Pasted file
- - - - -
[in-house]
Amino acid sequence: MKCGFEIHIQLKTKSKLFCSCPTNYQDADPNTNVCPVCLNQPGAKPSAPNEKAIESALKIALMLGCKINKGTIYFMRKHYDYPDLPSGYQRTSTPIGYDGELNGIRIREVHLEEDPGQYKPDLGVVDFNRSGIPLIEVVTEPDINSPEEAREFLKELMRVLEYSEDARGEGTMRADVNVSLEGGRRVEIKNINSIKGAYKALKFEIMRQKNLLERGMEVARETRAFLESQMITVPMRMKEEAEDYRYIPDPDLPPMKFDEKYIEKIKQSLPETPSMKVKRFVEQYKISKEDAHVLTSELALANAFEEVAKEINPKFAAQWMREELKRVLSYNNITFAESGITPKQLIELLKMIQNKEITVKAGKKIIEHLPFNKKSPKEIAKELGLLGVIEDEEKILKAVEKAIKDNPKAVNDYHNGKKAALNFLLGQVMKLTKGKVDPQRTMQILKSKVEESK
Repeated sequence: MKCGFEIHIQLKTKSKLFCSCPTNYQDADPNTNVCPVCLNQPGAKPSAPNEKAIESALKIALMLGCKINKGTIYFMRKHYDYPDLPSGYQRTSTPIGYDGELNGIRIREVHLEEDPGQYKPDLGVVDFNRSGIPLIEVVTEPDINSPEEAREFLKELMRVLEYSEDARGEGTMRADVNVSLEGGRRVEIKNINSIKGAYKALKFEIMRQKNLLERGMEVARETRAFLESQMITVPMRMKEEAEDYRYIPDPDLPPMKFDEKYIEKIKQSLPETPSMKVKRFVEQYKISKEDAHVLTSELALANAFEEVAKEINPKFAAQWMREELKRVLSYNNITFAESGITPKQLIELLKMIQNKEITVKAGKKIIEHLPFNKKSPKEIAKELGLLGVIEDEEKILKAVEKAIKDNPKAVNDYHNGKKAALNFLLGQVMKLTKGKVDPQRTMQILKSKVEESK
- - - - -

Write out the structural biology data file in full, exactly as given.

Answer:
[in-house]
Amino acid sequence: MKCGFEIHIQLKTKSKLFCSCPTNYQDADPNTNVCPVCLNQPGAKPSAPNEKAIESALKIALMLGCKINKGTIYFMRKHYDYPDLPSGYQRTSTPIGYDGELNGIRIREVHLEEDPGQYKPDLGVVDFNRSGIPLIEVVTEPDINSPEEAREFLKELMRVLEYSEDARGEGTMRADVNVSLEGGRRVEIKNINSIKGAYKALKFEIMRQKNLLERGMEVARETRAFLESQMITVPMRMKEEAEDYRYIPDPDLPPMKFDEKYIEKIKQSLPETPSMKVKRFVEQYKISKEDAHVLTSELALANAFEEVAKEINPKFAAQWMREELKRVLSYNNITFAESGITPKQLIELLKMIQNKEITVKAGKKIIEHLPFNKKSPKEIAKELGLLGVIEDEEKILKAVEKAIKDNPKAVNDYHNGKKAALNFLLGQVMKLTKGKVDPQRTMQILKSKVEESK
Repeated sequence: MKCGFEIHIQLKTKSKLFCSCPTNYQDADPNTNVCPVCLNQPGAKPSAPNEKAIESALKIALMLGCKINKGTIYFMRKHYDYPDLPSGYQRTSTPIGYDGELNGIRIREVHLEEDPGQYKPDLGVVDFNRSGIPLIEVVTEPDINSPEEAREFLKELMRVLEYSEDARGEGTMRADVNVSLEGGRRVEIKNINSIKGAYKALKFEIMRQKNLLERGMEVARETRAFLESQMITVPMRMKEEAEDYRYIPDPDLPPMKFDEKYIEKIKQSLPETPSMKVKRFVEQYKISKEDAHVLTSELALANAFEEVAKEINPKFAAQWMREELKRVLSYNNITFAESGITPKQLIELLKMIQNKEITVKAGKKIIEHLPFNKKSPKEIAKELGLLGVIEDEEKILKAVEKAIKDNPKAVNDYHNGKKAALNFLLGQVMKLTKGKVDPQRTMQILKSKVEESK